Learning to Code

My highest priority


I am a non-programmer. I won't wax on about how back in the day I did do my own HTML because that really was never programming, it was stringing very simple items or events together and, well really – that was a gazillion years ago. 

Why am I now considering the need to code?

Because in order to design in VR, I need to.

There is no way around it. I will not be the go to developer or programmer, but I do need to be able to get my ideas into the immersive space so that I may truly design the flow and interaction of the experiences. This is especially true as there are no InVisions or Flintos that can simulate VR experiences!

How am I learning?

Learning at this point would be an exaggeration. I am just beginning to get my head around the specific needs I have in terms of developing content in VR. The truth is there are a ton of tutorials out there for everything and anything you want. I have been focusing on learning how to code in Unity 3D via Udemy, but after about a third through the course find I need to get more basic concepts under my belt in order to properly sponge up what I need.

Where does one start?

The truth is it totally depends on your skill level and your ability to learn how to code. I reached out to the Launch Pad Crew and got some much needed support. So I'm going to pause the Udemy and focus on Unity’s Roll-a-ball Tutorial for now.

Some say I just need to learn enough to get started and fired up. I guess the key is finding just what that material is!



Roll-a-Ball Tutorial is great, but I still feel I need more foundational training on the basics of programming (such as functions, variables, methods, etc.).


Have put together a spreadsheet of all the tutorials I've signed myself up for. Since it's my own progress tracker so it's just for viewing.


Highlights & Incidentals

Inspiration is lurking in the hospital waiting area

I had to bring my daughter to the hospital on Wednesday, and oddly enough, we found this gem of a book. I thought we had a pretty substantial collection, but this one will soon be added. 

Flotsam has no words. It is purely illustrated, which makes it brilliant. The story depicts a child on a beach, he discovers an old mysterious camera. 

In the film, which he develops, he discovers that this camera has brought him the most unbelievable images of a creatures he already believed he understood.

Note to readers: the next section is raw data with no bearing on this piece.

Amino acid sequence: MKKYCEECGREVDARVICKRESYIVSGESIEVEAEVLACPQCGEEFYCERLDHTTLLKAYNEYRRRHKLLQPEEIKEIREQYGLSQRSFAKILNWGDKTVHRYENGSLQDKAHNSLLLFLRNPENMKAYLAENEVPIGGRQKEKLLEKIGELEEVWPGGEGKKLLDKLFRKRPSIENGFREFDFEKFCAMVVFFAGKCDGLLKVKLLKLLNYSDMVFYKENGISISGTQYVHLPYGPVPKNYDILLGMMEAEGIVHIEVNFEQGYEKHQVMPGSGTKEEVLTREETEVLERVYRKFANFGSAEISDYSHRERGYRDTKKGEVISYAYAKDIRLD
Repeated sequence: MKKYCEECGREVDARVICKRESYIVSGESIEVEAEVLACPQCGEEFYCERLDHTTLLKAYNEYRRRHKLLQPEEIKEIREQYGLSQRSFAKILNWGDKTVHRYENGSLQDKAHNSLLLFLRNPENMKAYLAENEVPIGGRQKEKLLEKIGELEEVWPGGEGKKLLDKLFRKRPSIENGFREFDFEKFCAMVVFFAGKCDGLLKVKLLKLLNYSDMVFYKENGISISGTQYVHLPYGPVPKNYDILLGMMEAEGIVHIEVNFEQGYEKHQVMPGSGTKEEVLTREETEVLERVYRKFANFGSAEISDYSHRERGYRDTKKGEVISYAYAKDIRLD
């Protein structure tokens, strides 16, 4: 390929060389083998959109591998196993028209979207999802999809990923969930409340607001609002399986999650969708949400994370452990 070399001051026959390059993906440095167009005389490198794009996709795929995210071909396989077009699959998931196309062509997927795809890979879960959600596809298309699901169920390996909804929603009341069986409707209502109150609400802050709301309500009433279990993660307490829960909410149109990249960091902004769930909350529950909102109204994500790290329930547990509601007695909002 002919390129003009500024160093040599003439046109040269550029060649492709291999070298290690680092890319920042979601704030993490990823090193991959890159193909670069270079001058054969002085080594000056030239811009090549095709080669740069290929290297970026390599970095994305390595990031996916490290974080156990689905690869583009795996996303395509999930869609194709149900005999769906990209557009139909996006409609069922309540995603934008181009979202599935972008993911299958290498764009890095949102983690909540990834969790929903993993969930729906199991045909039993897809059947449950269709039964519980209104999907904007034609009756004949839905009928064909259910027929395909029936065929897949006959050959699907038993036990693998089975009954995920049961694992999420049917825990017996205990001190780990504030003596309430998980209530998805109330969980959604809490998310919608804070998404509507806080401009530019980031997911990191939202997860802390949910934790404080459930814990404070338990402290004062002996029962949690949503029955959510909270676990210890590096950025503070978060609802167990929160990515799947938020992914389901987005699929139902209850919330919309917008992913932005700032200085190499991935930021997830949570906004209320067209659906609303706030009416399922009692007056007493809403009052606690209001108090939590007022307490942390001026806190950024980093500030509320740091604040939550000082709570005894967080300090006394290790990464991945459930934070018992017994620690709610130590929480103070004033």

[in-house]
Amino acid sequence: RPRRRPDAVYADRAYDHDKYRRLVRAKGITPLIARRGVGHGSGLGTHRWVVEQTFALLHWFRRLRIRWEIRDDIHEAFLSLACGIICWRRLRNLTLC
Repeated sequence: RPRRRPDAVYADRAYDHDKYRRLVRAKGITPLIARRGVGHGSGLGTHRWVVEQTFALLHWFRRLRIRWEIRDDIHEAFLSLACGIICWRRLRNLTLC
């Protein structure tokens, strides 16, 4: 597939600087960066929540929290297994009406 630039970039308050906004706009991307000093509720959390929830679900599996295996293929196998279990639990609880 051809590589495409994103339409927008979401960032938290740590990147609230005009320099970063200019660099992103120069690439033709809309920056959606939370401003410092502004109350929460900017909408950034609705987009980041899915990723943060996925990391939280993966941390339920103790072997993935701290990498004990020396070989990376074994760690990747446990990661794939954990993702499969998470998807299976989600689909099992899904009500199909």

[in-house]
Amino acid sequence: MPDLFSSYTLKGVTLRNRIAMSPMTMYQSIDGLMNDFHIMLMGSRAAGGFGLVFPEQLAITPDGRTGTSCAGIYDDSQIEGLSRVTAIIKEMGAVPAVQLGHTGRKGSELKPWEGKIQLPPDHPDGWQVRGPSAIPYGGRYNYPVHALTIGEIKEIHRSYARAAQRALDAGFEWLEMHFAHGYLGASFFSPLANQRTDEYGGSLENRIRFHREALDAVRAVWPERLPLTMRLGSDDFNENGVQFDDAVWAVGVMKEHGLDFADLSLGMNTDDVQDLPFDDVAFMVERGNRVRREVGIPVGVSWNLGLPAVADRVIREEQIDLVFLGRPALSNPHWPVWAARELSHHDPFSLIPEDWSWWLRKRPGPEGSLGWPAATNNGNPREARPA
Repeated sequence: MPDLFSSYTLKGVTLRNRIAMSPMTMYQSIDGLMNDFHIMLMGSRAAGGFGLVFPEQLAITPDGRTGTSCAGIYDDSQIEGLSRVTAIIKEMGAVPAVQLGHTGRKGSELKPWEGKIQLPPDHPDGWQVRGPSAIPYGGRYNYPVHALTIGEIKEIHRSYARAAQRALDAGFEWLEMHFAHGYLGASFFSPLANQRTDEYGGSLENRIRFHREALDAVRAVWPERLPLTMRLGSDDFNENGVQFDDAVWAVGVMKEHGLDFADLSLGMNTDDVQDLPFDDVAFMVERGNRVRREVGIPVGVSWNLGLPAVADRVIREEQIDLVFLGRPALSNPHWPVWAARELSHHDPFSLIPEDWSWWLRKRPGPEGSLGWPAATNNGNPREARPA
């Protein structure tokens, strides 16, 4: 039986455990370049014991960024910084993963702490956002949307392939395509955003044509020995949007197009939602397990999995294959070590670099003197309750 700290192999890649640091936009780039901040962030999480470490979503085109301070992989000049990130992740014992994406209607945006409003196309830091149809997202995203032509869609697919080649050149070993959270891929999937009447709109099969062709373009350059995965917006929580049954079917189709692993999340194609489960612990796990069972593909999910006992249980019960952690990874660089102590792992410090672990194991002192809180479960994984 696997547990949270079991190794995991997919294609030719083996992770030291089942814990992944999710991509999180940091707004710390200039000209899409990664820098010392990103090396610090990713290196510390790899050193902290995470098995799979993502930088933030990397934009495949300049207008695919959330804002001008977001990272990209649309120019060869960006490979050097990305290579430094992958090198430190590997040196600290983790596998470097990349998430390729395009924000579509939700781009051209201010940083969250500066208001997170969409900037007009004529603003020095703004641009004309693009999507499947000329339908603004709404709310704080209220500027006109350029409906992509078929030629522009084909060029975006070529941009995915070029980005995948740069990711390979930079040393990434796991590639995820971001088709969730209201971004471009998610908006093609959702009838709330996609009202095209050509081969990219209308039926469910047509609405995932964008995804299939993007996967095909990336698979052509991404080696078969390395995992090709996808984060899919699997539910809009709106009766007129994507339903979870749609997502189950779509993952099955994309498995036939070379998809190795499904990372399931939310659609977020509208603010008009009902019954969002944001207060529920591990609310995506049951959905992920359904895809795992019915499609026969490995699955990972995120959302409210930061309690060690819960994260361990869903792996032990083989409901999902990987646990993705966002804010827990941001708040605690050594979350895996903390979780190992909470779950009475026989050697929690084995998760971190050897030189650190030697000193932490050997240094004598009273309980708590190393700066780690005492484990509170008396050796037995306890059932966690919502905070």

Not only that, but that the camera comes with a ritual, the finder of the camera must take a picture of themselves holding the last picture in the film roll and send it back to sea.

I loved this book, and am looking for ways to reimagine the role of taking pictures inside the experience.


Research is jumping out at me at the grocery store

Even though Moki's Adventures is primarily about the joy of connecting with animals in a wide variety of habitats, I would love it if it could be utilized and enjoyed by people who are in pain, suffering or isolated in some way.

Ultimately I know this kind of VR experience has a wide variety of options scalability-wise. It could go into a non-profit/conservational direction being an educational tool for organizations like WWF or Monterey Bay Aquarium for example. Or it could go into a fantasy-gaming direction. I'm still thinking about that at this stage. Fortunately I'll be spending next week in Monterey with my kids at a Tide-Pool Summer Camp!

In terms of demographics, I have hopes that it could be developed down the road for even younger audiences if the platform were completely safe for kids 8+, but I think there are plenty of adults like myself who would love it just as much.


Adding another book to my collection

I love the way he captures expressions so easily and plays with light and silhouettes.


Revisiting one of my favorite animators: Hayao Miyazaki

I first discovered Totoro when my daughter and I started watching Ponyo. We fell in love with the enigmatic story and characters of Hayao Miyazaki's imagination. If you're not familiar with him, or want to revisit his brilliance, check this video out! I find it to help in thinking about how I design the characters and tell the story through them.

Hitting a wall and bouncing back with help from friends!

Getting the fundamentals of Programming in 20 minutes from my husband

Part I: 9min

Part II: 9min

Part III: 16min

The End


Reflect & Plan

All in all it's been a pretty solid week. Feeling good since it was primarily focused on technical skill building, which will likely be a foundation I will build upon for the rest of my career in VR!

*Monday & Tuesday: Product Management Workshop*

As an Experience Design Director, having worked in a number of different organizations in several different countries, I've realized that my role has been increasingly one of a Product Manager.

This course at Cooper was a total revelation as it confirmed for me how long I've actually been operating in this role. It’s kind of crazy I didn't see this before, but in Sweden, it’s not as established and digital has been such a work-in-progress everywhere as a product design discipline anyway – so I guess it’s not all that surprising.

It’s just that it’s great to get this kind of validation at this intersection I’ve reached in my career. I can’t express enough how grateful I am for this time in my life and how much I look forward to properly building upon this foundation as I move into VR content and application development. 


Next Steps

I think the biggest priority right now is to continue learning to program. That said, I am eager to get the Story of Moki's Adventure more concrete. A script, storyboards and learning perhaps how to do build some kind of animatic is inline with my progress. 

Stay tuned!


Brought to you by Allison Ivmark, student of all things VR.